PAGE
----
by | Apr 30, 2021 | 0 comments

New Tools for Teachers

Science teachers are awesome! Middle and high school teachers are on the front lines of science education, teaching a generation that not only can save our planet, but must. To do our small part to help these heroes, Ocean Genome Legacy and the Outreach Program at Northeastern University’s Marine Science Center have released two new and improved online educational modules. 

Plight of the Sea StarsWhile humans continue to struggle with COVID-19, sea stars are suffering from a plague of their own. OGL’s newest module focuses on sea star wasting disease, an illness that is devastating sea star populations on both coasts of the United States. This lethal disease, which can quickly spread through water and physical contact, causes sea stars to lose arms, develop lesions, and eventually die.  

A sea star found in the rocky intertidal of Nahant, MA. (photo credit: OGL) 

Why do we care? Sea stars eat sea urchins, and sea urchins eat kelp. In the past few years, sea star wasting disease has decimated sea star populations, leaving the sea urchins free to devastate the great Pacific kelp forests. The collapse of these kelp forests means the collapse of the ecosystems that support fisheries, and are home to a huge diversity of important sea creatures.  

Samples from OGL played an important role in supporting sea star wasting disease research. Read here to learn more about this disease and what scientists are doing to combat it.  

Who’s That Fish? This month, OGL also updated our “fish forensics” module. This lesson examines the different methods that scientists use to identify fish, a task vital to population management and seafood security. Participants have the chance to perform some detective work of their own, identifying fish species using a dichotomous key and DNA barcoding. The module now includes a video that walks users through the activity, explaining the importance of proper fish identification along the way. Materials for the activity are available here.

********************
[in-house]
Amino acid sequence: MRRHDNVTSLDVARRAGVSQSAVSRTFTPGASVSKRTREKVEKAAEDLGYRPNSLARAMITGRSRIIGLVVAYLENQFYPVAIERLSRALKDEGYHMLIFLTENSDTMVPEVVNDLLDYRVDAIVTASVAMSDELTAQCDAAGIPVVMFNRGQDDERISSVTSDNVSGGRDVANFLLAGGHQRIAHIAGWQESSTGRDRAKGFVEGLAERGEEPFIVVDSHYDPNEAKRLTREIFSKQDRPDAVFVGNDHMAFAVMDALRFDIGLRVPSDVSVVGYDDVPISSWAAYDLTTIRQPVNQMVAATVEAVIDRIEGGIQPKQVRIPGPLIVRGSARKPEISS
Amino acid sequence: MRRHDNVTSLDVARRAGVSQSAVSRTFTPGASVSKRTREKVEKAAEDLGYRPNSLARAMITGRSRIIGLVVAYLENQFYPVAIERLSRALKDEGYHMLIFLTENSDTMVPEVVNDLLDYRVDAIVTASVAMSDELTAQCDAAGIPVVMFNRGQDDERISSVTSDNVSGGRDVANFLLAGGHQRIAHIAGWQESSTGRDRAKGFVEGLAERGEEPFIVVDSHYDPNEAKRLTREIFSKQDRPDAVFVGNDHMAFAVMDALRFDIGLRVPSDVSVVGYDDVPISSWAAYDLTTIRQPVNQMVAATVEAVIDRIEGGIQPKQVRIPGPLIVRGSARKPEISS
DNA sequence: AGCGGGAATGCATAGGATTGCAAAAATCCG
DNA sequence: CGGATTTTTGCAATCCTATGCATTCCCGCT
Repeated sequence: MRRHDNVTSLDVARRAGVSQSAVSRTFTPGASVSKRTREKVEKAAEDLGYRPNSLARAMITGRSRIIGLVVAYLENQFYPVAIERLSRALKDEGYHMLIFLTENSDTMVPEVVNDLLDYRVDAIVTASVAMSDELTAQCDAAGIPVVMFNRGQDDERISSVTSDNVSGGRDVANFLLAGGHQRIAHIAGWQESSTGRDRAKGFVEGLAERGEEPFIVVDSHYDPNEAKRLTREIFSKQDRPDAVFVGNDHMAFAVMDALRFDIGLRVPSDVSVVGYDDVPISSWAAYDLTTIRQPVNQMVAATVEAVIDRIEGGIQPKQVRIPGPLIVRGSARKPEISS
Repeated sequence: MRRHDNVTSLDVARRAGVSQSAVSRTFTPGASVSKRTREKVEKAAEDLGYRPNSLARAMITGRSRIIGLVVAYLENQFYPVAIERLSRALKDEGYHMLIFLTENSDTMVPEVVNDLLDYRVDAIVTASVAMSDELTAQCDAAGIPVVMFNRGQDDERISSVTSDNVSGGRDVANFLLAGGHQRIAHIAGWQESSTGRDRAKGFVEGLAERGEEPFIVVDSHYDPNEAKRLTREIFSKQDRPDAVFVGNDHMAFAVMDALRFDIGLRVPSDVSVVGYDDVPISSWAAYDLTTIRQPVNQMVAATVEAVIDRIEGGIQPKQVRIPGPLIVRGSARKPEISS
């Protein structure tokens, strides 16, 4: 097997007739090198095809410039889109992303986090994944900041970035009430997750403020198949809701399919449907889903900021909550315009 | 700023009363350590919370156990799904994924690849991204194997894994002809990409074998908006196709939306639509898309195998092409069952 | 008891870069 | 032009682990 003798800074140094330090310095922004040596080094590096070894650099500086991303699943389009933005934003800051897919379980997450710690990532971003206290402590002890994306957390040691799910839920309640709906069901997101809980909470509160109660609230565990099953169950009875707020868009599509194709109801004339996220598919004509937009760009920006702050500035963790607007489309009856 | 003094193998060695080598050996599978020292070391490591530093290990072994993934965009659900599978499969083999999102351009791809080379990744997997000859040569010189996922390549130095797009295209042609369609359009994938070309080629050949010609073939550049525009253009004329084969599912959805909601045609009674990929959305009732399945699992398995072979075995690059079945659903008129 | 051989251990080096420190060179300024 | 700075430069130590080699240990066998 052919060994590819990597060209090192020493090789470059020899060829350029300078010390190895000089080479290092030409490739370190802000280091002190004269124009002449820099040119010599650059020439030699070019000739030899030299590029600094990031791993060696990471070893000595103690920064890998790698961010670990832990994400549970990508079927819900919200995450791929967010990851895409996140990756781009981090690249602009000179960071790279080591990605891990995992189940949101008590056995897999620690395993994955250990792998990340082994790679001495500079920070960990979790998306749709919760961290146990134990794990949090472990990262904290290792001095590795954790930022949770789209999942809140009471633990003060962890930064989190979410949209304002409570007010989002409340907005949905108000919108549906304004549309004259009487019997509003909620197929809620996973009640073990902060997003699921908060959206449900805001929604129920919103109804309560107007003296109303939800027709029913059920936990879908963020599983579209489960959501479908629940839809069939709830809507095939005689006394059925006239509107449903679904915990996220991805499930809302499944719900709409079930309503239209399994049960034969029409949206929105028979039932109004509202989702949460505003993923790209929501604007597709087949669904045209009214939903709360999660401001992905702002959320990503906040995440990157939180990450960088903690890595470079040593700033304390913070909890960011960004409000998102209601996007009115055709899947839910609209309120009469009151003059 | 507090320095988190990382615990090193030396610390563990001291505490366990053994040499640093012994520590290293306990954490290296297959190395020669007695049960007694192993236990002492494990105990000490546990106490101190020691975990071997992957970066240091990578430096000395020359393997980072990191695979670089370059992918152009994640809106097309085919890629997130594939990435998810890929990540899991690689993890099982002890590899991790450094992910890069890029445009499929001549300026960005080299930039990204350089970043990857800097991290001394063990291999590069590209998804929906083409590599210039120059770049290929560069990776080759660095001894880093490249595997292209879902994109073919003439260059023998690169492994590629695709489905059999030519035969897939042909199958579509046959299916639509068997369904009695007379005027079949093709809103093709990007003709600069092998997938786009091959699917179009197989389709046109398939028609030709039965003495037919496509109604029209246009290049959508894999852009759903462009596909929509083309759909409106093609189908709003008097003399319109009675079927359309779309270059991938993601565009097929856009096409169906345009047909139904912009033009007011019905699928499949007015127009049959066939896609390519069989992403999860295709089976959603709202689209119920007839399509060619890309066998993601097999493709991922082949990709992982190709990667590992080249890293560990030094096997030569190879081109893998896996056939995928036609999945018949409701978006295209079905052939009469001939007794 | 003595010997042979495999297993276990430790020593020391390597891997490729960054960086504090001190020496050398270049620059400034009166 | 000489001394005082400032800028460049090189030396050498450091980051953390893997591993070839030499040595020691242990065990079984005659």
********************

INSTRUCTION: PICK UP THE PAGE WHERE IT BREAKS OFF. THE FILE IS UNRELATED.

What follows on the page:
If you’d like to see all of OGL’s education materials, check out our education resource portal

OGL staff discuss anatomical features that are important for fish identification.

 Interested in helping us develop educational tools and share our mission? Support OGL here. 

RECENT NEWS BRIEFS

A new paper from OGL solves an old mystery

Shipworms are wormlike wood-eating clams that have been the nemesis of mariners since the first wooden boat set out to sea—and for good reason. Shipworms can gnaw their way through a wooden hull in a matter of months. Since at least 350 BCE, scientists have pondered...

The Wacky Underwater World 

What animal lives more than 250 years but never eats a thing? If you guessed the deep-sea tubeworm Escarpia laminata, you would be correct—and also probably a deep-sea biologist!   Escarpia laminata lives near deep-sea cold seeps, places where methane...

OGL publishes a new paper—about itself!

Have you ever wondered what goes on at the Ocean Genome Legacy Center? If so, you are not alone.   We frequently receive questions such as: Who can use OGL’s collections? What is in them? Where do the samples come from? How do I contact and work with OGL? To answer...

X